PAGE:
The play "Becoming Dr. Ruth" also celebrated her fascinating journey, and, according to Theater Mania, the therapist was so happy with the show that she attended "every few days" and carried around promotional postcards. "I'm not calling it off-Broadway, I'm calling it near-Broadway," she joked. Westheimer also expressed her amusement at the fact that Rupp had to go through vocal training in order to recreate her distinctive German accent, when the psychologist herself had once been urged to stamp it out through speech therapy.

She didn't consider herself a feminist

Despite Dr. Ruth Westheimer's progressive approach to taboo subjects, the sex therapist never used to identify as a feminist. She has been consistently pro-choice throughout her career, from her work with Planned Parenthood to her discussions about abortion as a public figure. But the therapist never felt a particular connection to the term feminist or cared about feminism as a movement. "It's a label that doesn't fit right with me," Westheimer told The Globe and Mail, defending her position. "I have to be true to what I think because that's my whole career."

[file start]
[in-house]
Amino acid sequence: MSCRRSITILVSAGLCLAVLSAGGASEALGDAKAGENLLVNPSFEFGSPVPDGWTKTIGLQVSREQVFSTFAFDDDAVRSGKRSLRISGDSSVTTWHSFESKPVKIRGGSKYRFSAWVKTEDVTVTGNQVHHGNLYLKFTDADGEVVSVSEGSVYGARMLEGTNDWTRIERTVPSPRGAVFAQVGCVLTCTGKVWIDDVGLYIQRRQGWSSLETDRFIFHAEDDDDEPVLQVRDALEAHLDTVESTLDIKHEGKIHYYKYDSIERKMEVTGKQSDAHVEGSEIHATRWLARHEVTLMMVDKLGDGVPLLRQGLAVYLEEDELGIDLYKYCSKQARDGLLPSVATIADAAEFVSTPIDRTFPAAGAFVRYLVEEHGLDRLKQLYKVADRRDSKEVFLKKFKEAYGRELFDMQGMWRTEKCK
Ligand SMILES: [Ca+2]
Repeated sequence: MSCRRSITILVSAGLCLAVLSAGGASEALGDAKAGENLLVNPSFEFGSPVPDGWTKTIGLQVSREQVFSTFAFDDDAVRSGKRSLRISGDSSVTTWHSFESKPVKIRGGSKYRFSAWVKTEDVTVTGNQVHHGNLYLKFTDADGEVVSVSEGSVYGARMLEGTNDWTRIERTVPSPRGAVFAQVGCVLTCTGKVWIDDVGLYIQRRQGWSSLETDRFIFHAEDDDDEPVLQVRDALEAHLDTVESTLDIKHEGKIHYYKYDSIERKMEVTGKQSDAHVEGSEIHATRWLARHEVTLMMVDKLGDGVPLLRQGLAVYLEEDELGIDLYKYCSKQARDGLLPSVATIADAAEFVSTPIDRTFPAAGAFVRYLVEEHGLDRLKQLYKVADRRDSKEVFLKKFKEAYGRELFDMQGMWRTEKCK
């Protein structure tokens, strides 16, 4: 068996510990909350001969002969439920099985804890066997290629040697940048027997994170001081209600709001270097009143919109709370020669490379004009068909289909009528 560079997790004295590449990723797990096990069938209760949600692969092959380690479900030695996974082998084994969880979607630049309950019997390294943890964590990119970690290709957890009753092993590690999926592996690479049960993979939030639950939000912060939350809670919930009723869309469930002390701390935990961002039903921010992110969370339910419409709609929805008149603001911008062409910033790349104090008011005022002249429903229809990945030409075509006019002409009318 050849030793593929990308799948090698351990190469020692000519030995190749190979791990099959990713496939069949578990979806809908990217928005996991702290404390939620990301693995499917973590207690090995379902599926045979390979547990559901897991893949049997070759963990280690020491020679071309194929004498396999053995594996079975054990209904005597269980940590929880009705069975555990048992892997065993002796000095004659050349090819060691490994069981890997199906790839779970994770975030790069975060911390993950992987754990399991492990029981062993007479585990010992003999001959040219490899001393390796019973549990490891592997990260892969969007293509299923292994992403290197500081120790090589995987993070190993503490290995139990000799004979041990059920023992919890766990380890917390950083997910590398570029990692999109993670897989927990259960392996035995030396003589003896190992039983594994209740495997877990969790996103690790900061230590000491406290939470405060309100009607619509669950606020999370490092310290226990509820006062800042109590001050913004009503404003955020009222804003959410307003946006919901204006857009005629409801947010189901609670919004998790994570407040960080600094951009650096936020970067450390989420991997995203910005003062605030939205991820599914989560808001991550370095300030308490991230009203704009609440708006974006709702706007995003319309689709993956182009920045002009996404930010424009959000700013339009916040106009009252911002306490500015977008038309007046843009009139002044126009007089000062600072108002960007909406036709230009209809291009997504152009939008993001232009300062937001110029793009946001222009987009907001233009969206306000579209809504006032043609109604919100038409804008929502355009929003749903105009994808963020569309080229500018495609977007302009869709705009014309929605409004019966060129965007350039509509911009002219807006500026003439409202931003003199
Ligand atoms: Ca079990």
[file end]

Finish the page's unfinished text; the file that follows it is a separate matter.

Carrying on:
She also sparked controversy in the #MeToo era by criticizing modern emphasis on consent. "This idea that once you are aroused and have already started that you should then ask, 'Can I touch your left breast, or your right breast?' is just nonsense," Westheimer told The Guardian in 2019, dismissing, "Nobody has any business being in bed, naked –- two guys, two women, or a man and a woman –- if they haven't decided to have sex."

Eventually, in her 2019 documentary, her daughter and granddaughter convince her to identify as a "non-radical" feminist. And in an interview with Stylist, she was happy to confirm that her mind had been changed. "I'm a feminist –- I want equal pay for equal work, I certainly am for all those things –- but I'm not for burning bras."

She's lived in the same apartment building since 1956

When Dr. Ruth Westheimer moved to America, she settled into a New York apartment in Washington Heights and never looked back. Even though Westheimer now has a net worth of $3 million, according to Celebrity Net Worth, the sex therapist has lived in the same building since 1956.